Alternatively, just because there's a spike in demand for something doesn't mean sellers should increase ticket prices. This ties into the first argument Robin made about price gouging, where he referenced the cost of hand sanitiser rising due to higher demand. Because human behaviour is constantly changing in complex ways and there's so much data available, Greg believes that automating dynamic pricing is the best way for venues to maximise their revenue while achieving their goal.
Future aspirations for the ticketing industry in 2022
As interesting as it was to discover trends in the ticketing industry, it was even better to learn about its aspirations. In the penultimate keynote speech I attended, a panel discussed the addition of chatbots to the ticketing industry. Nibble CEO Rosie Bailey delivered a talk detailing how a negotiation chatbot could improve the experience of buying tickets and increase sales.
Remember how I mentioned that venues heavily adopted digital ticketing during the pandemic? Neil Jones, representing the Royal Opera House, spoke about people keeping physical tickets as souvenirs because they were pretty. Could people still enjoy their tickets in this way if the experience was digitalised? For customers of the Royal Opera House, these physical tickets themselves formed part of the experience for them, one that they could relive by displaying the tickets in a pinboard or scrapbook and talking about it. In this same way, an innovative negotiation chatbot like Nibble can form part of the experience for customers.
Picture this: a show you want to see is showing in the West End from July until September, you’re excited to go. But when you click to buy a ticket, you hesitate at the price quoted to see the show on a specific date. What if a little blue button gave you the chance to negotiate on this purchase?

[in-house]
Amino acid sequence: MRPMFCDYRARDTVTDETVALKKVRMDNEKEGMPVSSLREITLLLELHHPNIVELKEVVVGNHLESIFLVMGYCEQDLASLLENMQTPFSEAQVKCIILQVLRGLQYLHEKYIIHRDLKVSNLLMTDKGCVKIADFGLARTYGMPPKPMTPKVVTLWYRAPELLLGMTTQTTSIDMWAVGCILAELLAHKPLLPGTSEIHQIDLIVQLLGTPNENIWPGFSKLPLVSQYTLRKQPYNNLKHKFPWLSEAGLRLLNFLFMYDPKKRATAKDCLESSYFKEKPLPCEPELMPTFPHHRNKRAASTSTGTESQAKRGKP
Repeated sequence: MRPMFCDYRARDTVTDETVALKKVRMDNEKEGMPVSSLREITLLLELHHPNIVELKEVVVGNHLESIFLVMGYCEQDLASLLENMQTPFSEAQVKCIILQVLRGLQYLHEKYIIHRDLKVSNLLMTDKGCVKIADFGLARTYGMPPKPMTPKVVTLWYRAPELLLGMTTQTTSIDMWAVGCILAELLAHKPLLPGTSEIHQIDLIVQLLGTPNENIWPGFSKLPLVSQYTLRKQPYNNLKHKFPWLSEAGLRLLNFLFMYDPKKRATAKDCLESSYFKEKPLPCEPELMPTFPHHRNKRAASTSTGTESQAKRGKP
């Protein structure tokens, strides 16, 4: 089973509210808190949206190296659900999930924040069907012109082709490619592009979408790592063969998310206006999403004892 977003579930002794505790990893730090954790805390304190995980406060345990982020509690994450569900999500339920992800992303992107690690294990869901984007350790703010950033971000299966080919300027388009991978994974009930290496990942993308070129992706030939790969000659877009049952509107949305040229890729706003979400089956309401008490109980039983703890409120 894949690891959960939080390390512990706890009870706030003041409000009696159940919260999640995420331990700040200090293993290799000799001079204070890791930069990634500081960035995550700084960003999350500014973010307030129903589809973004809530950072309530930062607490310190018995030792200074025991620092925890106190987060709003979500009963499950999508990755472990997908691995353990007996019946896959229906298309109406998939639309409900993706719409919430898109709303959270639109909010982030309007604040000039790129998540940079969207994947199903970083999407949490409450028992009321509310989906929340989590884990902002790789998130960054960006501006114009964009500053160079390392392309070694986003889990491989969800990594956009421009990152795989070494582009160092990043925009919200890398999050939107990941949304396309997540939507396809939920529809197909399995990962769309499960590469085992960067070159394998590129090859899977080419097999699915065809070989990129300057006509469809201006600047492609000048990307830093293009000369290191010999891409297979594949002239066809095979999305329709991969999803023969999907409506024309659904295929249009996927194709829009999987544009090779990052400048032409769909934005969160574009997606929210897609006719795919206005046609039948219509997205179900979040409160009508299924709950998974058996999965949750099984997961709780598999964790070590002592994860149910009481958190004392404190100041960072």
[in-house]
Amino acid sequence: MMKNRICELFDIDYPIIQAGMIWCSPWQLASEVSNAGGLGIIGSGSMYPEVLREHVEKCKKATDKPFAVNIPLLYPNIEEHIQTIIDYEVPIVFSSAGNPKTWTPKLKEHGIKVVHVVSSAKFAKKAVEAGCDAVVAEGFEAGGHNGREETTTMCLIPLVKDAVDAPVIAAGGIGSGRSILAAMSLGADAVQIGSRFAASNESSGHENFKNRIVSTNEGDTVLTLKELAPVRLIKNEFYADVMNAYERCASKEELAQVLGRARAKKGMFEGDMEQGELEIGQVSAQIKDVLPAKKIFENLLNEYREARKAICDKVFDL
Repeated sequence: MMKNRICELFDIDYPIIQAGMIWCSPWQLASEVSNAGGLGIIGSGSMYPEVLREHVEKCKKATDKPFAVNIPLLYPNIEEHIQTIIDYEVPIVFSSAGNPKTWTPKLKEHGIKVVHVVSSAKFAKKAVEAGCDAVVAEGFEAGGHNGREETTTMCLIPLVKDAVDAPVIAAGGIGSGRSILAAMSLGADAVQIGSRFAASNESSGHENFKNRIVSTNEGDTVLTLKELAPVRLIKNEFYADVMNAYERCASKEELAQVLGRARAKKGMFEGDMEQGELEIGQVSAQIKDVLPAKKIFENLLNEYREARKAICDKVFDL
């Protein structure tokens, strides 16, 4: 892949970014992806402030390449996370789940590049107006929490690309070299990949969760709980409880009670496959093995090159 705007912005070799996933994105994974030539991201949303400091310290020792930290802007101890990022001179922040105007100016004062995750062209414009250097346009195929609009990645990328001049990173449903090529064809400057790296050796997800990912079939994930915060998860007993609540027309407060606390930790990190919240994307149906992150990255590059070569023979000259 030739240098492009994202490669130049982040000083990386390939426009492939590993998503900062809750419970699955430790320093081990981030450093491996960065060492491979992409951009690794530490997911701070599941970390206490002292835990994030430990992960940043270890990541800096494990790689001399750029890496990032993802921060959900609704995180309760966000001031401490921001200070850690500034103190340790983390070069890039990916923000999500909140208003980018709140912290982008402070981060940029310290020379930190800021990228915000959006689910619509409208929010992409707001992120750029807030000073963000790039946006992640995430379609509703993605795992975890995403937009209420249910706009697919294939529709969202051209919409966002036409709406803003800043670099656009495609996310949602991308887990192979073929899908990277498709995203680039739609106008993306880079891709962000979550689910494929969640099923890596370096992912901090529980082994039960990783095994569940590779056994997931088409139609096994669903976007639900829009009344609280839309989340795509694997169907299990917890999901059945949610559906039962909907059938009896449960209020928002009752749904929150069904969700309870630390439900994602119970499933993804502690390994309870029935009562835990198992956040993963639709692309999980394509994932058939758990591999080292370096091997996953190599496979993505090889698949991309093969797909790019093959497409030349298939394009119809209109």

When you click that button, Nibble pops up. Within a minute, it tells you that you could see the show on a different date within your budget price - and perhaps the chatbot even throws in some free drinks at the event to sweeten the deal. I imagine that a story of how a chatbot got you a free drink and a ticket around your budget is one that can be retold and leave a lasting impression. Here’s a demo of how that could work.
Why the ticketing industry needs negotiation
Negotiation can inspire customers to compromise more, resulting in ticket venues reducing their reliance on voucher codes.
Everything is indeed worth what someone is willing to pay for it. But at the same time, people love a good deal. If I knew that something I really wanted was going on sale soon, I would wait for it until it does. This is why Black Friday exists. It’s why people sign up to be notified of early bird tickets because they’re notoriously cheaper.
As a negotiation chatbot, Nibble makes sense in e-commerce as a means of improving customer engagement, reducing cart abandonment, and improving conversion. However, with a little change to the algorithm, Nibble can also make sense for events. It delivers a new online experience that is equally capable of evoking an emotional response from customers. I don’t know about you, but I feel like I found a deal with voucher codes, but with negotiation, I feel like I earned it, and the latter always makes me feel better about a purchase.
Interested in Nibble?